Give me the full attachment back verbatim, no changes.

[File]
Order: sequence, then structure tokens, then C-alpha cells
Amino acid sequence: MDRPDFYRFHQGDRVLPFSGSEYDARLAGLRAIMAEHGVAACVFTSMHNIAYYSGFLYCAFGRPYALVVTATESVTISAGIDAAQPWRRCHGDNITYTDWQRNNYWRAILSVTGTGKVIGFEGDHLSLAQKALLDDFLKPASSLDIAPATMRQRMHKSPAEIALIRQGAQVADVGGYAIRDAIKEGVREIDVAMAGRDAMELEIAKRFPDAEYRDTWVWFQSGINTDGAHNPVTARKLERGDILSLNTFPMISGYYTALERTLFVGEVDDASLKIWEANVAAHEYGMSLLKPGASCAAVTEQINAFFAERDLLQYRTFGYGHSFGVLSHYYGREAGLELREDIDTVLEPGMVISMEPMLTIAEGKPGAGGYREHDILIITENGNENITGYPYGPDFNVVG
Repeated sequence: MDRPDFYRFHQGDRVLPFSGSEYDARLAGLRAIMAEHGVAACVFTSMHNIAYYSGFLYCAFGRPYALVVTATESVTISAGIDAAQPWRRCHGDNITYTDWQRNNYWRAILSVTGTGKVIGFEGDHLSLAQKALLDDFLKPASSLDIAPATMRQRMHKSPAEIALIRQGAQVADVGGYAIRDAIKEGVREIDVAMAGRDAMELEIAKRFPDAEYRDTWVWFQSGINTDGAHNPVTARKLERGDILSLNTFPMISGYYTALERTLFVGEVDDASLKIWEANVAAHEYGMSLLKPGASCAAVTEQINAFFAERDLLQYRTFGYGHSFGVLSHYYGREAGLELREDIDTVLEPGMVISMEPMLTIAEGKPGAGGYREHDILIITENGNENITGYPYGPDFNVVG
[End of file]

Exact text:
Order: sequence, then structure tokens, then C-alpha cells
Amino acid sequence: MDRPDFYRFHQGDRVLPFSGSEYDARLAGLRAIMAEHGVAACVFTSMHNIAYYSGFLYCAFGRPYALVVTATESVTISAGIDAAQPWRRCHGDNITYTDWQRNNYWRAILSVTGTGKVIGFEGDHLSLAQKALLDDFLKPASSLDIAPATMRQRMHKSPAEIALIRQGAQVADVGGYAIRDAIKEGVREIDVAMAGRDAMELEIAKRFPDAEYRDTWVWFQSGINTDGAHNPVTARKLERGDILSLNTFPMISGYYTALERTLFVGEVDDASLKIWEANVAAHEYGMSLLKPGASCAAVTEQINAFFAERDLLQYRTFGYGHSFGVLSHYYGREAGLELREDIDTVLEPGMVISMEPMLTIAEGKPGAGGYREHDILIITENGNENITGYPYGPDFNVVG
Repeated sequence: MDRPDFYRFHQGDRVLPFSGSEYDARLAGLRAIMAEHGVAACVFTSMHNIAYYSGFLYCAFGRPYALVVTATESVTISAGIDAAQPWRRCHGDNITYTDWQRNNYWRAILSVTGTGKVIGFEGDHLSLAQKALLDDFLKPASSLDIAPATMRQRMHKSPAEIALIRQGAQVADVGGYAIRDAIKEGVREIDVAMAGRDAMELEIAKRFPDAEYRDTWVWFQSGINTDGAHNPVTARKLERGDILSLNTFPMISGYYTALERTLFVGEVDDASLKIWEANVAAHEYGMSLLKPGASCAAVTEQINAFFAERDLLQYRTFGYGHSFGVLSHYYGREAGLELREDIDTVLEPGMVISMEPMLTIAEGKPGAGGYREHDILIITENGNENITGYPYGPDFNVVG